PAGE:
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Economic Opportunities For the Alabama Coushatta Tribe and the East Texas Community

Given the demographics of the Tribe and the dynamics of the region, the Tribe has found the service sector to be the most beneficial channel for revenue generation and job creation on the reservation.

Photo of the AC One StopIn 2002, the Tribe opened a convenience store and gas station that is slowly becoming profitable. But the small profit margin and limited employment opportunities the station offers are not nearly enough to address the long term needs of the Tribe.

One step towards a solution is to let the Tribe’s strong leadership and proven entrepreneurial spirit guide them.

One of the most profitable and long-term economic development opportunities for the Tribe was the entertainment center they opened for tourists in 2001. The entertainment center offered casino gambling, carefully organized to be lawful under the 1992 Texas Lotto Law. This is the same law that legalized the state lottery, and horse and dog racing throughout Texas. Unfortunately, a court ruling in 2002 forced the Alabama-Coushatta to close their entertainment center, a terrible economic blow to the reservation, not to mention inequitable, given the other gambling that exists throughout the state. The tribe is actively trying to re-open this economic avenue, as part of their long-term financial planning to fund much-needed jobs and social programs.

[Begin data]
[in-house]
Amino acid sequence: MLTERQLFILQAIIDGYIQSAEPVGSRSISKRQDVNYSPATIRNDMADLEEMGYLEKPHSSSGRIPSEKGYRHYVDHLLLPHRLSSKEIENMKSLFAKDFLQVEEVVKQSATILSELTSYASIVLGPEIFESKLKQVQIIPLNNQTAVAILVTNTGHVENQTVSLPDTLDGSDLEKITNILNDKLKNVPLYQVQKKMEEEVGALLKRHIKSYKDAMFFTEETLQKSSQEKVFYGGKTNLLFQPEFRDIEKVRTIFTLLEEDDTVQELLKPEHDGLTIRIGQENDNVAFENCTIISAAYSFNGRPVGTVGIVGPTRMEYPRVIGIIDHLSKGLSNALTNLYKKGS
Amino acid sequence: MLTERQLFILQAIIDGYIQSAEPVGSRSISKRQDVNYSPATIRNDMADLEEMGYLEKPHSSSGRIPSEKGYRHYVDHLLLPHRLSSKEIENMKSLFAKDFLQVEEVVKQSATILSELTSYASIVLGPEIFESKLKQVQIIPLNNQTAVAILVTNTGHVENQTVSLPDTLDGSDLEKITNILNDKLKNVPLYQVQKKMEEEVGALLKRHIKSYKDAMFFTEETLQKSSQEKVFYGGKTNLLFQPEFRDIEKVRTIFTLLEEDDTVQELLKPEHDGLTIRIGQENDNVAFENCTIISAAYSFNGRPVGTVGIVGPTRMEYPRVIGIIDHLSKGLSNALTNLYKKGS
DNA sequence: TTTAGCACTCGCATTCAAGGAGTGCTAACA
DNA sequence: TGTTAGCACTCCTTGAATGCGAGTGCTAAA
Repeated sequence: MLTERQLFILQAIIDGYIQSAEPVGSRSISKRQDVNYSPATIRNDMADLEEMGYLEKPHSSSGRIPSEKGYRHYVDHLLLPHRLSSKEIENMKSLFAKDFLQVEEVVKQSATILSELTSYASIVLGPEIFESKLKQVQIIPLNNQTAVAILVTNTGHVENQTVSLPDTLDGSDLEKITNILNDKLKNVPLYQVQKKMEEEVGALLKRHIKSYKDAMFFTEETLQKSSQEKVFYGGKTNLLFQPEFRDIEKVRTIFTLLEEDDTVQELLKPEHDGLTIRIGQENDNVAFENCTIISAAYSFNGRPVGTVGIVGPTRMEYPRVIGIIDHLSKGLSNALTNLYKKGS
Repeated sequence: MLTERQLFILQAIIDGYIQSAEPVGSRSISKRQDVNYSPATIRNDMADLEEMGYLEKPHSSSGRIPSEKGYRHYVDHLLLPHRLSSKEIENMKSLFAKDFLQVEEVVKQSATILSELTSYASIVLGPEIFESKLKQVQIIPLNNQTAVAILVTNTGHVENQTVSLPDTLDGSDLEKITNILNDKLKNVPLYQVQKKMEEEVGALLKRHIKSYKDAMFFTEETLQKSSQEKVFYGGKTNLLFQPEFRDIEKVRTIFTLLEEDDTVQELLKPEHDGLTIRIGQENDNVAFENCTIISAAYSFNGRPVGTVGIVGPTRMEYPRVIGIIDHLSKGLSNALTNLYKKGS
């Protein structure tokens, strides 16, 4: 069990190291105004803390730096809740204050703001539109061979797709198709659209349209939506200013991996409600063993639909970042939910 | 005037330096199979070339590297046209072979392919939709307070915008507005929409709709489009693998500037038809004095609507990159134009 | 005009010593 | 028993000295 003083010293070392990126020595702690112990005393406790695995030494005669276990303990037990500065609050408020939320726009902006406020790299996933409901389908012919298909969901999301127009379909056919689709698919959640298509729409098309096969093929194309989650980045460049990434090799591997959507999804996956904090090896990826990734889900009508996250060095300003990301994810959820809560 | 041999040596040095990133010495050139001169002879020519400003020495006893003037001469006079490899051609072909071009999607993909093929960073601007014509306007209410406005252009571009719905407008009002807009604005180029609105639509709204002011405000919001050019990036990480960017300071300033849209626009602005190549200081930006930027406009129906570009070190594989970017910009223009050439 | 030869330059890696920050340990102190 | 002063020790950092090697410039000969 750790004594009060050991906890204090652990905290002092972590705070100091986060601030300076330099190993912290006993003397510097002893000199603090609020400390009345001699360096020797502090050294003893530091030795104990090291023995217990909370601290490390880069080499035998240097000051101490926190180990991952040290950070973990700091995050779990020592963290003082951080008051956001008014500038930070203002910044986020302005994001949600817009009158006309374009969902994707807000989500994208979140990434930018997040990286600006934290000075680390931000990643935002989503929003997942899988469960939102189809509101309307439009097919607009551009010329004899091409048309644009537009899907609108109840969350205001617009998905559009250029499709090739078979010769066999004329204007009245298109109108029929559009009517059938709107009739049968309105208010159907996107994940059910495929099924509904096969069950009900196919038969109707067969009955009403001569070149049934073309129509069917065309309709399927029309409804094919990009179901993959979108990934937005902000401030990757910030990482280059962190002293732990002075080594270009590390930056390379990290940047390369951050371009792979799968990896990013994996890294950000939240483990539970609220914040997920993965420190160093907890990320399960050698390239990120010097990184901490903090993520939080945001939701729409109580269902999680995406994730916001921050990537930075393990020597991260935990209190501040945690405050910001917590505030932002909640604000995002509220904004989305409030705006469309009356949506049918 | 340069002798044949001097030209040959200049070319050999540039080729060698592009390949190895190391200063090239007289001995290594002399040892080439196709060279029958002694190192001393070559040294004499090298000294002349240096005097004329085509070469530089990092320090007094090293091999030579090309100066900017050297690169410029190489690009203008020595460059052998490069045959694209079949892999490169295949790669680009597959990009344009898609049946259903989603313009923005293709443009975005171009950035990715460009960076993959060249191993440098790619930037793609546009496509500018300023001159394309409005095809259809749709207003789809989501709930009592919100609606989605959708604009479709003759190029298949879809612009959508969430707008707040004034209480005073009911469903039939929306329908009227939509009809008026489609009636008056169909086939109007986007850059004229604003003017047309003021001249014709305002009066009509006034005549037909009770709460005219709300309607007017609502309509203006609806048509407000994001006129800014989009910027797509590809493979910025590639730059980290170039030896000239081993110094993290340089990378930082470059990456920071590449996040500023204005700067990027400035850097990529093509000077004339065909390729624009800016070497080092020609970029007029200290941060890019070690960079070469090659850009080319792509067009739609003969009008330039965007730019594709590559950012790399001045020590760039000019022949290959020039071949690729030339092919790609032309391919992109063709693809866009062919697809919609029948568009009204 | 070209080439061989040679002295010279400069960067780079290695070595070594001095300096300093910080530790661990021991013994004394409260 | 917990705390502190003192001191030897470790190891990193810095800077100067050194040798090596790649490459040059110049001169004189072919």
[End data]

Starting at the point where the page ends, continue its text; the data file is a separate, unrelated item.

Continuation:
In the nine months that the Tribe’s entertainment center was open, it employed 87 Tribal members, 50 percent of whom came off of public assistance. The Tribe’s unemployment figures dropped drastically from 46 percent to 14 percent during that time period. The revenues from the entertainment center addressed the Tribe’s budget shortfall and provided much need funding for Tribal programs such as health services, housing and Head Start.

The entertainment center also helped the regional economy. The center created more than 495 jobs, paid 4.3 million in wages and paid almost 400,000 federal taxes. Local retailers saw an increase in sales. Car dealers sold more cars. And the county saw an increase in tax revenues. And upon the closure of the entertainment center in July 2002, the Tribe continued to provide each of its employees full wages and benefits for three months afterwards – totaling more than 1.2 million dollars in distributions